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AG candidate outlines substance use, crime reduction plan

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Austin Knudsen and Raph Graybill

Republican Austin Knudsen, left, and Democrat Raph Graybill, right, are running for Montana attorney general.  

The Democratic candidate for attorney general said the state’s next top cop needs to focus more on addiction and mental health services as an inroad to crime, while his Republican opponent said that’s not the right starting point.

Democrat Raph Graybill and Republican Austin Knudsen are squaring off to be the next leader of the Department of Justice. Graybill is chief legal counsel for Gov. Steve Bullock. Knudsen is the Roosevelt County Attorney.

Graybill released a proposal on Wednesday that he says will address the problems that fuel crime by boosting support for addiction and mental health services. 

Law enforcement in Montana encounters those problems every day, he said.

“They’re seeing it too late in the process,” Graybill said. “Because when it gets to become a criminal justice issue, we as a community have failed to address it on the front end.”

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Montana’s violent crime rate increased 33% between 2014 and 2018, the most recent years reported by the Board of Crime Control. Meth-related crime doubled during that time frame.

Graybill said access to treatment that’s covered by Medicaid Expansion in Montana is critical, calling the Affordable Care Act law that provides for it “the single most important tool in our state” to combat rising substance use.

Under the law, the federal government pays for 90% of the cost of Medicaid Expansion, starting in 2020 and into the future. Approximately 90,000 Montanans are covered by Medicaid Expansion.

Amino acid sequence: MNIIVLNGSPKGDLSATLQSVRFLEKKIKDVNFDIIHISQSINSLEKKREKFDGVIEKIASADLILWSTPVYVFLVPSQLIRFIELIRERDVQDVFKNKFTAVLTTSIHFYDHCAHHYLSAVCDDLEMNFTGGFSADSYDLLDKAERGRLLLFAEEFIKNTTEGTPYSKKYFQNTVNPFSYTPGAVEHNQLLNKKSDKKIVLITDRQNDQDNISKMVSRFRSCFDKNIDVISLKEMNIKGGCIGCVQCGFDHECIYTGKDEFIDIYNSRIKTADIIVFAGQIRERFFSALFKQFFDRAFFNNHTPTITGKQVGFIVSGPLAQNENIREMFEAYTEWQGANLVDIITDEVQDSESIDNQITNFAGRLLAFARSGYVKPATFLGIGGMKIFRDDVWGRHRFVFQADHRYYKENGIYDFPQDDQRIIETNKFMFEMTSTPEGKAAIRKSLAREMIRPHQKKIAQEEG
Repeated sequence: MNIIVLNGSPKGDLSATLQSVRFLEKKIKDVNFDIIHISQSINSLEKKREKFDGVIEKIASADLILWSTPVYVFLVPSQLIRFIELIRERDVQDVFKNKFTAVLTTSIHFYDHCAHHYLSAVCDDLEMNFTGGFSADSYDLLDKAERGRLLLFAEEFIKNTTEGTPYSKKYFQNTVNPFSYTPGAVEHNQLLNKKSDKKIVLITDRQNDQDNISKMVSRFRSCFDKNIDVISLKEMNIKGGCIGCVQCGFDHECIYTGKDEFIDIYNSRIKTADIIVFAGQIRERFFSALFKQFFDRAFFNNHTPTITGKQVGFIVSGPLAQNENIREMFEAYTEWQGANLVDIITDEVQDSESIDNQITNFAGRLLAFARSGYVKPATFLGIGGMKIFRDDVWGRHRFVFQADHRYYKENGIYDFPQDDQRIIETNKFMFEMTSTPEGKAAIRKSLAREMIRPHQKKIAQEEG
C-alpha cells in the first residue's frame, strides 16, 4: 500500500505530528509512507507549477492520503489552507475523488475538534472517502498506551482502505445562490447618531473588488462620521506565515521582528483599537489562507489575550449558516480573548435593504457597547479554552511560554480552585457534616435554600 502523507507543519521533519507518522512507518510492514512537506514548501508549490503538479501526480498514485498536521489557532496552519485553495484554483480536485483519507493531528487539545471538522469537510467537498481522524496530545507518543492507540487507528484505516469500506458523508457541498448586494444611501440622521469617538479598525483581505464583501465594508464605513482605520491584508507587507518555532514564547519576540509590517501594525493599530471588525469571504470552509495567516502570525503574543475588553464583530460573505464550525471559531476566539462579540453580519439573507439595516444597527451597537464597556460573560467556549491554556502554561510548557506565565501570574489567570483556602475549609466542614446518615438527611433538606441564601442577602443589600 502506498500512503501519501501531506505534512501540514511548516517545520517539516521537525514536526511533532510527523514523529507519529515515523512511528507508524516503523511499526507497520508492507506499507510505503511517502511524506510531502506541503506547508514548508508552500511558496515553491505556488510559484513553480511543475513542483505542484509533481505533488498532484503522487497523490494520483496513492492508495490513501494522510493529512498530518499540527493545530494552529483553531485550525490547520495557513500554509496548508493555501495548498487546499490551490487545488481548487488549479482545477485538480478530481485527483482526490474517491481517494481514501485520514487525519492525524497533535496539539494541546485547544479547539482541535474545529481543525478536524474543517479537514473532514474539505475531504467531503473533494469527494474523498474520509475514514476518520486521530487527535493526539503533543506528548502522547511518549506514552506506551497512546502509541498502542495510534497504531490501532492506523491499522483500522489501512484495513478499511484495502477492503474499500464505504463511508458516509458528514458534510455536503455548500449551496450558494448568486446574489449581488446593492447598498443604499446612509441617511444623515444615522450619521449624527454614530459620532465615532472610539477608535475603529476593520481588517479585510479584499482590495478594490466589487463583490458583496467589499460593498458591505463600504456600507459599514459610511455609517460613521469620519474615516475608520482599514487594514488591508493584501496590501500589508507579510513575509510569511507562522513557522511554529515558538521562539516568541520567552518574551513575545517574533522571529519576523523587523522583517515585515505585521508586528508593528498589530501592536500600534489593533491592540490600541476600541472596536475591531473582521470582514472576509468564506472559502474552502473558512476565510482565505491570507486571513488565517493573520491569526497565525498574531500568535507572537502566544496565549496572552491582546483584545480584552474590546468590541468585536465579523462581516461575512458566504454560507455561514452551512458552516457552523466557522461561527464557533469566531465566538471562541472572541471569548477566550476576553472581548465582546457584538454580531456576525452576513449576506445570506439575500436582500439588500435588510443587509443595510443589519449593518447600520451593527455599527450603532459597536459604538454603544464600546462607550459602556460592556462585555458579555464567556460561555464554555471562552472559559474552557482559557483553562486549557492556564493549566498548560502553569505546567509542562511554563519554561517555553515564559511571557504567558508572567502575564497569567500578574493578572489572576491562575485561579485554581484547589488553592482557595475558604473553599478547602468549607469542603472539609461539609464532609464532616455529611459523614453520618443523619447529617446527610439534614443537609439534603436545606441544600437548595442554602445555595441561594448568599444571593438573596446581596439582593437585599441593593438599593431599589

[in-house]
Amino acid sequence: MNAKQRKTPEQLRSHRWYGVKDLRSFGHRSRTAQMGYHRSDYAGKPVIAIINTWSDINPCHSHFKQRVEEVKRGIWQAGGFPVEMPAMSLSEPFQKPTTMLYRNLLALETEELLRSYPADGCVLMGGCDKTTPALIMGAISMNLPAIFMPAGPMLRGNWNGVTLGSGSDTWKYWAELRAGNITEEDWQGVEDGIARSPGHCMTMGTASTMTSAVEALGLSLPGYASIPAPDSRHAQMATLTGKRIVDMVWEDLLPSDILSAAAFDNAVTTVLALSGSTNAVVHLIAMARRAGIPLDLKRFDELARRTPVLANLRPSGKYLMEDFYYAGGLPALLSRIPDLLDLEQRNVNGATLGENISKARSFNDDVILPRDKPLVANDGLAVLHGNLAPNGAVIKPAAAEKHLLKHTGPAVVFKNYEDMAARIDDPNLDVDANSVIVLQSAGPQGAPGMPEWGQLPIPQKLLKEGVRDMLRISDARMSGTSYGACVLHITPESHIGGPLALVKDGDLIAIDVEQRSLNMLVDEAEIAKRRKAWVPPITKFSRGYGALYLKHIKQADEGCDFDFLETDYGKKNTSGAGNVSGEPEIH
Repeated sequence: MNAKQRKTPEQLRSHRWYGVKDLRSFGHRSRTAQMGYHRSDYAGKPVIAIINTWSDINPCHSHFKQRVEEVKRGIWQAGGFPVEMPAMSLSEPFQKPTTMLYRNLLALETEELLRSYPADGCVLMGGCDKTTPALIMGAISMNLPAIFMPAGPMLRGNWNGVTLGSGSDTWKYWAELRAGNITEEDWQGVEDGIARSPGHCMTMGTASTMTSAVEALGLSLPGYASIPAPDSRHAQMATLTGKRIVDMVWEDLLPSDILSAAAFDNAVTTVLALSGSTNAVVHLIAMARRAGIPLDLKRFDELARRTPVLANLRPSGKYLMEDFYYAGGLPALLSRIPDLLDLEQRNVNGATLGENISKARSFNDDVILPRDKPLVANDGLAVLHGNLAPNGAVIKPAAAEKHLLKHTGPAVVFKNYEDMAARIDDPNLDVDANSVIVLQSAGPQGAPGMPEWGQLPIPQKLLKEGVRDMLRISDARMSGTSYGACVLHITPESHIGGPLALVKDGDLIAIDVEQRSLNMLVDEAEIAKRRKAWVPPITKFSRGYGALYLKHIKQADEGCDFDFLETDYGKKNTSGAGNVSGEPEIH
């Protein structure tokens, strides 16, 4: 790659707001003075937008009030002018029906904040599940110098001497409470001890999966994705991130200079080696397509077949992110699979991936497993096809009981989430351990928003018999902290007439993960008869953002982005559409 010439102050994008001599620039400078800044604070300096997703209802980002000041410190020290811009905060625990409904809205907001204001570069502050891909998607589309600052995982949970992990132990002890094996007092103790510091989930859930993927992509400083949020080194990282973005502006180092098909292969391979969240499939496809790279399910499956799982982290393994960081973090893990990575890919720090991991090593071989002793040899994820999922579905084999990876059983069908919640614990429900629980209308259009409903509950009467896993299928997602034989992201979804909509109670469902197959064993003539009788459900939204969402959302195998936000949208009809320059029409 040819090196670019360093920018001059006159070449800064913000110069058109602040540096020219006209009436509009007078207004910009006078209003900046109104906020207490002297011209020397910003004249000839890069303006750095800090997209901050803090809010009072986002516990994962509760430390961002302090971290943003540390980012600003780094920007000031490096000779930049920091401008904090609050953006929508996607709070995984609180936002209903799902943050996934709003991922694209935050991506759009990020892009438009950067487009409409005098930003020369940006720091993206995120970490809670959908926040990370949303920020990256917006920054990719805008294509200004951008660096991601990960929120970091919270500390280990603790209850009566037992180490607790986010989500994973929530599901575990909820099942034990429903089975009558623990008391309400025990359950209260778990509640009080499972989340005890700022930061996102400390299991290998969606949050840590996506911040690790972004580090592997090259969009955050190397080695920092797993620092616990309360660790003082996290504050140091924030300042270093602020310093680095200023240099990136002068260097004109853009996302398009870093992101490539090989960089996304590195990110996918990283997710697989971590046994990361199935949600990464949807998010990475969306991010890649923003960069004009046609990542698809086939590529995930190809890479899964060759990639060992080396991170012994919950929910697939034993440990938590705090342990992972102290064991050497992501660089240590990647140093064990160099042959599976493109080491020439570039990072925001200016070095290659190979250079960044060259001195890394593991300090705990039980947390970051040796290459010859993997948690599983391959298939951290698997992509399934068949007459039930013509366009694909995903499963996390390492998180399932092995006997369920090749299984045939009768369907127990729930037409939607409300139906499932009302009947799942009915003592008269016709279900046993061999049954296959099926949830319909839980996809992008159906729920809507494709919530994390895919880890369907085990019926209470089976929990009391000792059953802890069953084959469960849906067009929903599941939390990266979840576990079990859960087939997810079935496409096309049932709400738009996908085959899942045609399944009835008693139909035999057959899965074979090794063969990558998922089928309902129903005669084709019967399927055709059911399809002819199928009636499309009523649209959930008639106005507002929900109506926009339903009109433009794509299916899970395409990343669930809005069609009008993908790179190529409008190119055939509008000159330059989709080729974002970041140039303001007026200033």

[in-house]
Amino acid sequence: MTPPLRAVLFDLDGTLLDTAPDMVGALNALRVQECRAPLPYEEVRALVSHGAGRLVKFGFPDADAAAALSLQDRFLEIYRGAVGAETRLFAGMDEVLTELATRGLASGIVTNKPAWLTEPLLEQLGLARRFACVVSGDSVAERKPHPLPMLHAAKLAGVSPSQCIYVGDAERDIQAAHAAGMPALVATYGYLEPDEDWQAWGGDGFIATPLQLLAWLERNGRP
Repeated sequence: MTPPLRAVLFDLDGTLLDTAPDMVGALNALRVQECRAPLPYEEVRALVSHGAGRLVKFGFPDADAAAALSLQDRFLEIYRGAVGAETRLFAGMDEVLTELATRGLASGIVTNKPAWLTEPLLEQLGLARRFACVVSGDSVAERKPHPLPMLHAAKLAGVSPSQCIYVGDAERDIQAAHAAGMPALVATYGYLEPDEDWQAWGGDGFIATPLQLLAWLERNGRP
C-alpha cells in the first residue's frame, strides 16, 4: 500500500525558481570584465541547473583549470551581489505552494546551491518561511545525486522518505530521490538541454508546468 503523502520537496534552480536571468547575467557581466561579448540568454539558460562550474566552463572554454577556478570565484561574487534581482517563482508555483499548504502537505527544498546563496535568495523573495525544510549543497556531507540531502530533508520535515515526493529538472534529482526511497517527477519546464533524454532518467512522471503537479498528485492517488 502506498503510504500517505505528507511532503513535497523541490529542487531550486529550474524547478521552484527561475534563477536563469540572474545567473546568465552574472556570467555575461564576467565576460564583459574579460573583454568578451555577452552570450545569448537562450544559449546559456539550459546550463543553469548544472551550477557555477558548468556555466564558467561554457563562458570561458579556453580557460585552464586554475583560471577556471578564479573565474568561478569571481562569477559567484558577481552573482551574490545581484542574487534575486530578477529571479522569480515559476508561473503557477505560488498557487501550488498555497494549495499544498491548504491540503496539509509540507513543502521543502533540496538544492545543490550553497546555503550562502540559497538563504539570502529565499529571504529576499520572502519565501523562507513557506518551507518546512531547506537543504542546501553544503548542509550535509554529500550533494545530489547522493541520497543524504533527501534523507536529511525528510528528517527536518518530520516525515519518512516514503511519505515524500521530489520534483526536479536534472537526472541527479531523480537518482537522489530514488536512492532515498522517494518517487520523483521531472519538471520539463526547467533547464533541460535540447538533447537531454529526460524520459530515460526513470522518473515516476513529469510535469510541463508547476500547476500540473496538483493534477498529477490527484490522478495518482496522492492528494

Graybill has highlighted Knudsen’s opposition to the Affordable Care Act, which includes Medicaid Expansion. Knudsen has said the law, also known as "Obamacare," limited health care options and led to higher premiums. 

“Anyone who tells you they’re going to fix the meth problem and get rid of the health care law is delusional,” Graybill said. “That doesn’t work.”

Providers like Rimrock CEO Lenette Kosovich have touted the law's importance, saying: "There is no viable solution to address the mental health and substance use crisis in our state without Medicaid expansion."

Graybill said that if elected, “on day one” he’d take his argument to the U.S. Supreme Court on how a repeal of the law would impact Montana. The challenge to the law, brought by Republican attorneys general, is set to be heard in November and decided in June. 

“The power of advocacy on the wrong side got us to where we are, and it will be the power of advocacy on the right side that stops this lawsuit,” Graybill said.

Graybill’s plan calls for maintaining or increasing funding for prevention programs throughout the state using grants, settlement money and budget requests to the Legislature. He would create a state-tribal justice council to find solutions to the problem of disproportionate representation of Native Americans in Montana’s criminal justice system. He said he’d partner with the existing State-Tribal Relations Interim Committee, but that the new proposed group was needed to convene stakeholders beyond state lawmakers, and to zero in on criminal justice issues in particular.